In an interview for the website The Juramidam Family, Daniel Arcelino Serra, Mestre’s nephew, recounts:
“Germano Guilherme was one of the first people who helped my uncle in the doctrine. He was the second person to receive hymns. I worked a lot with him, including in his house. He lived well and was a very capricious person, married to Mrs. Cecilia Gomes, aunt of Mrs. Peregrina [Mestre’s widow]. He had a very strong personality and was highly respected by the fraternity, for he liked everything to be neat.
He was very strict with the people who worked with him, as it had to be done the way he wanted. Even to sing his hymnbook it was necessary to have respect, and he did not like it when people sang it out of the works.”
About Germano and the salão, he was renowned as an excellent singer and a maestro with the maracá, making a point of personally checking the tempo and the conduction of his hymnbook. And Teófilo Maia finishes by saying that to sing his hymnbook was a big happening in the community.
No coração trago a firmeza
E no Divino nas alturas
Esta é a casa da verdade
É um primor é um primor
É um primor de formosura
An interesting case about Germano is that Mestre had said to Mrs. Percília — general manager of the hymnbooks and who wrote all the hymns received in a notebook — that she could review everyone’s hymns, but to not change even a comma in the hymns of Germano. The fact is that Mestre often looked to Mrs. Percília to review his hymns, which she never did and always refused to do. He himself would take Daime and correct what had to be corrected with the Queen. Another interesting case, told in the book “Eu Venho de Longe”, by Edward MacRae and Paulo Moreira, is that when Daniel Pereira de Matos (countryman and friend of Mestre, founder of the ayahuasca religion Barquinha) was sick, Mestre simply asked of him to transcribe the hymnbook of Germano Guilherme. When he finished this task, the healing was achieved. Daniel Arcelino Serra completes,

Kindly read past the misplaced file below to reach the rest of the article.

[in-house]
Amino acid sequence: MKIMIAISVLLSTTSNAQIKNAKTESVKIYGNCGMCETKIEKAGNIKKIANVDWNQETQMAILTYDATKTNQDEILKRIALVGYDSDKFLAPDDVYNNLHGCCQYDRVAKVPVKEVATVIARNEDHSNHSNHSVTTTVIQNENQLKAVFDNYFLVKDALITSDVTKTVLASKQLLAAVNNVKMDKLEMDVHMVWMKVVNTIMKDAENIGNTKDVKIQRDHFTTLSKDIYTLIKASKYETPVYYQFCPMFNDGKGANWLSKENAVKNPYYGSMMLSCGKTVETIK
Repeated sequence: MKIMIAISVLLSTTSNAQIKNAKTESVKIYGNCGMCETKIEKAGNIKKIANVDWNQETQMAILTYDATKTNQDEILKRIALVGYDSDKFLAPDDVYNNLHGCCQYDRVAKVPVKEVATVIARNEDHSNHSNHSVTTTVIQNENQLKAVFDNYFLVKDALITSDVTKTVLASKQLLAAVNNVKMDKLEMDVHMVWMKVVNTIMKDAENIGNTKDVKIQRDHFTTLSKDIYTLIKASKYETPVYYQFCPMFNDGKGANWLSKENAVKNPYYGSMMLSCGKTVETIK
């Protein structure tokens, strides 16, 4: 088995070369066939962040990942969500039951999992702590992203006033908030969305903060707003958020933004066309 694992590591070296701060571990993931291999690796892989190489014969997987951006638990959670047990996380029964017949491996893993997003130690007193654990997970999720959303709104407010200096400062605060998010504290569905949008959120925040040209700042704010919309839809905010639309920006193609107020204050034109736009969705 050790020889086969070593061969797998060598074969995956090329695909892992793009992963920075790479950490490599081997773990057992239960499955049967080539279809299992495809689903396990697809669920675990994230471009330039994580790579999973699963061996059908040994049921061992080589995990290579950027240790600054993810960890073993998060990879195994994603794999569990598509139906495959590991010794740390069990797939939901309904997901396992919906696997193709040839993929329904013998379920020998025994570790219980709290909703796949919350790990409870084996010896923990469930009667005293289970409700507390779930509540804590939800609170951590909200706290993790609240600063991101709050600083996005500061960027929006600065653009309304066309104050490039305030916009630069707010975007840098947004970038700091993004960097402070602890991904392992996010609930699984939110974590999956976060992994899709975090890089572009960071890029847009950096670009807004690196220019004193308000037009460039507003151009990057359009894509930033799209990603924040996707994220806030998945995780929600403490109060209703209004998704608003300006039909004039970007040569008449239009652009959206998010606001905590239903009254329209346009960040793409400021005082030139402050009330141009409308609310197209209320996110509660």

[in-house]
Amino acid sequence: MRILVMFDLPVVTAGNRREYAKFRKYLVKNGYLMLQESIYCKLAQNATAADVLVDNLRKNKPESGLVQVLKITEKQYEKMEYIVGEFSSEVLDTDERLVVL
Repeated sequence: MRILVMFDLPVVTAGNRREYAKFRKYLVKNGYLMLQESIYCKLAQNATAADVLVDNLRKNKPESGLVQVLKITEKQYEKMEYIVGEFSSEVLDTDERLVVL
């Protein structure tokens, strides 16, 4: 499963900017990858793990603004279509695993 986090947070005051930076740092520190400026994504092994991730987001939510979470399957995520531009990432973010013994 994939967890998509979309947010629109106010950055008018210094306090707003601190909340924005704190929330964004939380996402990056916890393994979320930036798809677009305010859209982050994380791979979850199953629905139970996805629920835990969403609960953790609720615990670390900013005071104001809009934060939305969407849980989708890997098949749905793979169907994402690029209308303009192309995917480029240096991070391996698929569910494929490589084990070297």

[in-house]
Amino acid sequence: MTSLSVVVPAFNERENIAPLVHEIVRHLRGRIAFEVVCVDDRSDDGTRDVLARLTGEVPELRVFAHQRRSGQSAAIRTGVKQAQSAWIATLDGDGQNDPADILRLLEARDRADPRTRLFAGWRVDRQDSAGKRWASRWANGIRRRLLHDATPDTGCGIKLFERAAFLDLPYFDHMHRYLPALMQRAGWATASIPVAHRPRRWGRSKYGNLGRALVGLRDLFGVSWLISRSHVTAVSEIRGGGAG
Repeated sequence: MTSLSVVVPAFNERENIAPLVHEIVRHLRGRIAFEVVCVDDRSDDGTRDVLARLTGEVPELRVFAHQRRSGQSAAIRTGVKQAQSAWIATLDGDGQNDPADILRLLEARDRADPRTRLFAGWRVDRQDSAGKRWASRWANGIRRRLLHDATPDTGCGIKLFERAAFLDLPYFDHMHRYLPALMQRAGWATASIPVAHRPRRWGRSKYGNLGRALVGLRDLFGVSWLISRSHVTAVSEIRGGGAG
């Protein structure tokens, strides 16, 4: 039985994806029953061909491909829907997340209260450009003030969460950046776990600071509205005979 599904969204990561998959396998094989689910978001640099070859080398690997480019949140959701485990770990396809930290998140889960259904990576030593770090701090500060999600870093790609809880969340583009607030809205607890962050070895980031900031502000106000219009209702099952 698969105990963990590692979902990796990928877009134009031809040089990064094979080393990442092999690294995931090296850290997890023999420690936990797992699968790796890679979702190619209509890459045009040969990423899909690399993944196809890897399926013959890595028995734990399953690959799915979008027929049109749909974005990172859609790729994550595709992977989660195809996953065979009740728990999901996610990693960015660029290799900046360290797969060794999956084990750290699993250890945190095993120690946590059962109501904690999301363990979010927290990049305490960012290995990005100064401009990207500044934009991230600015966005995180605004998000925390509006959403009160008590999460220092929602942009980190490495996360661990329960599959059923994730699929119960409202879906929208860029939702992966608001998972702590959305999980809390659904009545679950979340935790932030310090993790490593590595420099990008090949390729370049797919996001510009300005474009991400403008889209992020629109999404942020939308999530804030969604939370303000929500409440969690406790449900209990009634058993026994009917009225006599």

“His hymnbook was sung on the day of Our Lady of Conception because he was Her devotee. After his hymnbook we would sing the New Hymns (Cruzeirinho of Mestre). It was Mestre who placed his hymnbook in the order of that day.
Physically speaking he was an average person, 5.5 tall (1.65m), not too strong or too thin. He lived in a wheelchair [at the end of his life], and even his hymnbook he sang seated due to an illness in his leg, which he said was a sentence from previous incarnations. He said that he suffered from regeneration, as he was paying a debt from another life. His relationship with Mestre was very good and they were always together, and he was highly regarded by Mestre.”
In a long correspondence with Teófilo Maia, who was researching in Alto Santo the life of the four Companions, he tells us that:
Germano was the first one to sing a hymn in the Doctrine. He had had a first companion but she didn’t follow him, and in Rio Branco he married Dona Cecilia, also known as “Vó Preta”. He didn’t have children with either women, but Mr. Paulo Serra, son of José das Neves the baker, moved in with his mother when she married Germano.
Germano suffered from eczema on his leg which he claimed to be a sentence, thus suffering from it resignedly. But he did not live in a wheelchair because at that time they did not exist. He had his little tabouret (stool) that accompanied him to the field, in his house and in the doctrine’s works.